But that’s the way it goes. 1.8 to get an acre of corn. That calculation of months ago indicating more required to produce food than transport it looks legit.

  15. Energy News says:

    2017-04-25 Reuters – OPEC heads for failure as crude shipments overwhelm cut rhetoric: Clyde Russell

    Global oil shipments by tanker are at a record high in April, according to vessel-tracking data compiled by Thomson Reuters Supply Chain and Commodity forecasts. As of Tuesday, the data shows that an average 50.3 million barrels per day (bpd) of crude is being shipped in April, up from the previous record 46.1 million bpd in January. The data excludes crude moved by pipelines, but it’s extremely unlikely that pipeline supplies have been cut by more than seaborne cargoes have increased.
    http://in.reuters.com/article/column-russell-crude-opec-idINL4N1HX1V4

    2017-04-22 Clipper Data
    OPEC crude exports so far this month are down compared to March, led by a drop from Saudi Arabia and Iran. Nonetheless, total global crude loadings continue to tick higher, holding above 50 million barrels per day.
    http://blog.clipperdata.com/global-crude-loadings-tick-higher

    • Jeff says:

      Where do the additional crude shipments originate from?

      Is it mainly: A) US exporting more light oil, OPEC (SA) stock drawdown, floating storage drawdown OR, mainly B) increased production that results in more oil reaching the market?

      “To be sure, barrels stored in less visible places, such as in developing nations and in floating storage, do appear to be drawing down, but there is a question mark over whether this is happening fast enough to provide a basis for higher oil prices in future months.”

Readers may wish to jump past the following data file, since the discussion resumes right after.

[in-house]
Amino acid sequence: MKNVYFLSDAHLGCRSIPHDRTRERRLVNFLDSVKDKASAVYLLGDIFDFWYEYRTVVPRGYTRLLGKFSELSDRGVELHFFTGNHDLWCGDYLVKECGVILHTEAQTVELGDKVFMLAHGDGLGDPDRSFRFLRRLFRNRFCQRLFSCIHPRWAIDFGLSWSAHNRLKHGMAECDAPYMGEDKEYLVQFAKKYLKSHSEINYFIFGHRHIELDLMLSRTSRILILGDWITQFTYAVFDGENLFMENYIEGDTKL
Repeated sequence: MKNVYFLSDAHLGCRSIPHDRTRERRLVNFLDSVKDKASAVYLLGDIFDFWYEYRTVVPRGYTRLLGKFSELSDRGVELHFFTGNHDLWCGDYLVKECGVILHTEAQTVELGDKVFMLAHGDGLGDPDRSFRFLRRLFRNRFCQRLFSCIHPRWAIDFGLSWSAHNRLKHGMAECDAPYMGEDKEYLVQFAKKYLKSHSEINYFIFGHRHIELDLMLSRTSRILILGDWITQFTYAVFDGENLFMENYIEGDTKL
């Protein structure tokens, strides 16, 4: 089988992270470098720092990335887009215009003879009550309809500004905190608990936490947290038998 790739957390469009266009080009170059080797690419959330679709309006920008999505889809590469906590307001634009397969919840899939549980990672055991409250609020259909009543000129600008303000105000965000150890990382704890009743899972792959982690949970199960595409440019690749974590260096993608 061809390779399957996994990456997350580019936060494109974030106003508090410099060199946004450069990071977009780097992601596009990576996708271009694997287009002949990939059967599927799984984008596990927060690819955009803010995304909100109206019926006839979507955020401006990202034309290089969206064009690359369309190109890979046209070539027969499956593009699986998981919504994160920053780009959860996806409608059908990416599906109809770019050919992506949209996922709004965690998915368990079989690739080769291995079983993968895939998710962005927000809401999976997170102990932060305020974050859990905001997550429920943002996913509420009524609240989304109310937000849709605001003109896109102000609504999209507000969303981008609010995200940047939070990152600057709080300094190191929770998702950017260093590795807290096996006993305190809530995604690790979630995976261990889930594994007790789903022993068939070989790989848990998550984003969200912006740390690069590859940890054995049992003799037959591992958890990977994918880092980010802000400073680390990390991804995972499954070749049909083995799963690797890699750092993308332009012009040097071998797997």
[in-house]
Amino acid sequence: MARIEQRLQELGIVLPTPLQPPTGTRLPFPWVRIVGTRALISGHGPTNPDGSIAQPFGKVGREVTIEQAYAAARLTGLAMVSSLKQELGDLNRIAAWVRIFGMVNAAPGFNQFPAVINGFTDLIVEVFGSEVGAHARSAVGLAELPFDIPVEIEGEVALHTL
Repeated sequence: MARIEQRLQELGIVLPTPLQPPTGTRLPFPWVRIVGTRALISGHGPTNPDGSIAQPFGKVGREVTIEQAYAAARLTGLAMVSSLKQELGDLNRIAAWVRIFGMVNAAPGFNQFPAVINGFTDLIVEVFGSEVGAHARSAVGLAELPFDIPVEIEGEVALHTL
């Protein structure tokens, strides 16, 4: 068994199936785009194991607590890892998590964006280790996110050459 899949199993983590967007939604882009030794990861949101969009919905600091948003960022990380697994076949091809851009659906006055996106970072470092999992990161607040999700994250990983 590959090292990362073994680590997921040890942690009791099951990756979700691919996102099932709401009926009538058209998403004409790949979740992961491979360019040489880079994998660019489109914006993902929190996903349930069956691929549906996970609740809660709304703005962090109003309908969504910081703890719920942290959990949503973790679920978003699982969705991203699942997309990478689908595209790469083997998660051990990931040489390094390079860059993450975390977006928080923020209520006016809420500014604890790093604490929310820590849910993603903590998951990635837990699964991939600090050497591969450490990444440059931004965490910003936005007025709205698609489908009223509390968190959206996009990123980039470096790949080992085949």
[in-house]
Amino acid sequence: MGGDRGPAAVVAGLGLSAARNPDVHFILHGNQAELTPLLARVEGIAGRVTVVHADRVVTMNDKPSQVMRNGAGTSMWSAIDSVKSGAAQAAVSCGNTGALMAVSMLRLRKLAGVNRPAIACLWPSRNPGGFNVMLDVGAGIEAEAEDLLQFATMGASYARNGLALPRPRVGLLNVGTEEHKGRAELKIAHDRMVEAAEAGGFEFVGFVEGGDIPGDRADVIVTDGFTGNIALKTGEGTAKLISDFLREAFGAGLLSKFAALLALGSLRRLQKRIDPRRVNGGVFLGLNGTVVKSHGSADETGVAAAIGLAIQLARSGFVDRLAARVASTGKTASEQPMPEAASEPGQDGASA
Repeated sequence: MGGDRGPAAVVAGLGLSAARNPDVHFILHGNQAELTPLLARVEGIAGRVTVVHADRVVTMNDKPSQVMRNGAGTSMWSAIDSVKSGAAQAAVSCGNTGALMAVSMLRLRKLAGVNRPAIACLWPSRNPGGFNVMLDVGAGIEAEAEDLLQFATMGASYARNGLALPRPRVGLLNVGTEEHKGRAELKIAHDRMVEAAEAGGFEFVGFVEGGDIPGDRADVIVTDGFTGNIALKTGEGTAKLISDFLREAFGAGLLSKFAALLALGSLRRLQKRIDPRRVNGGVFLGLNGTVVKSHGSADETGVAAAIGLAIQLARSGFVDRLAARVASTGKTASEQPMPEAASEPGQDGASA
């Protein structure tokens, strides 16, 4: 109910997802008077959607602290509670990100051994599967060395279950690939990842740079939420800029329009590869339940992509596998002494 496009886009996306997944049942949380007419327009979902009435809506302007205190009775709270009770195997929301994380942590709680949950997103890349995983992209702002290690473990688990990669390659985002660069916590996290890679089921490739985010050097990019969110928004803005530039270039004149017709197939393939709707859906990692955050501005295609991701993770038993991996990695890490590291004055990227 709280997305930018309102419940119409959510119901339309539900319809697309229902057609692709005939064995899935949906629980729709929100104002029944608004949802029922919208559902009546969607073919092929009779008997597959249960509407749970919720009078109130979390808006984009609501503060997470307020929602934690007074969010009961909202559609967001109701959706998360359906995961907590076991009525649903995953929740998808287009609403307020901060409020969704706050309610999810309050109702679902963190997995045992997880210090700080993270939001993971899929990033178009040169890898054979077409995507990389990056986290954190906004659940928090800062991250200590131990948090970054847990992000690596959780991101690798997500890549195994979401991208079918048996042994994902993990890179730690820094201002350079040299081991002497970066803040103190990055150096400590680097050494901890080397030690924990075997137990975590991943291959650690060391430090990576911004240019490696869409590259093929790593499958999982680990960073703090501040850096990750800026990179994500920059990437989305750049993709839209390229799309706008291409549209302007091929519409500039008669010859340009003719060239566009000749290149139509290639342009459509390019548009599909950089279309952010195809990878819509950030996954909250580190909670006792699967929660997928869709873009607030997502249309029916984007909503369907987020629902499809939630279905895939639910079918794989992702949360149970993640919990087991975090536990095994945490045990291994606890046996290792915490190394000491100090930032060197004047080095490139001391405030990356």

• Energy News says:

        It seems that Iran and UAE have been exporting from floating storage

        Apr 6, 2017 ClipperData
        Iranian barrels drop to 5 million barrels, while barrels offshore of United Arab Emirates have halved in the last week, dropping to just under 10 million barrels.
        (chart on this page) http://blog.clipperdata.com/floating-storage-holding-up-despite-iran-drop

        And I’m guessing that the big increase in Brazil’s crude oil exports is from inventory.
        chart direct link: https://s13.postimg.org/a43f4pyh3/2017-04-25_Brazil_Crude_Oil_Exports_JODI_ANP.png

        Russia’s crude oil exports are holding up while complying with the cut agreement. Seasonal peak is in April

        • Jeff says:

          So, alternative A then. Well, stocks outside OECD is drawing down and boosting international trade volumes in the short term. When this runs out of juice the draw down will have to come from OECD stocks – mainly US.

          IMHO. The market is in deficit and the size of the gap is masked by stock drawdowns outside OECD. The narrative of the article “crude shipments overwhelm cut rhetoric” is just wrong.

        • Energy News says:

          I keep wondering if the 50 mb/day export figure is a mistake, seems very high, big increase from prior record of 46 mb/day. But both Reuters and ClipperData are giving the same number and so who knows. I don’t subscribe to any data providers and so just I’m just guessing.

          • George Kaplan says:

            Could it have anything to do with change over to summer blend in USA?
            Brazil stocks are given in JODI and have been declining, but not too dramatically. They have some issues with FPSOs off line for unplanned maintenance, but additionally late delivery of a couple of deep water rigs (I think drill ships) which is delaying ramp up on some new installations.

        • AlexS says:

          Iran’s crude oil and condensate exports in March fell slightly from the previous month as refinery runs picked up but the OPEC producer has managed to clear almost all of its oil in floating storage.

          Barrels held in floating storage again accounted for a proportion of Iran’s exports in March and the country has now reduced the volume held on the water from over 40 million barrels early last year to around 5 million barrels, according to Platts estimates.

          http://www.platts.com/latest-news/oil/london/analysis-iranian-oil-exports-dip-in-march-floating-26708803
          —————————————-

          OPEC’s war on oil overhang starts to bear fruit

          Tue Apr 11, 2017
          http://www.reuters.com/article/us-oil-opec-storage-idUSKBN17D1LY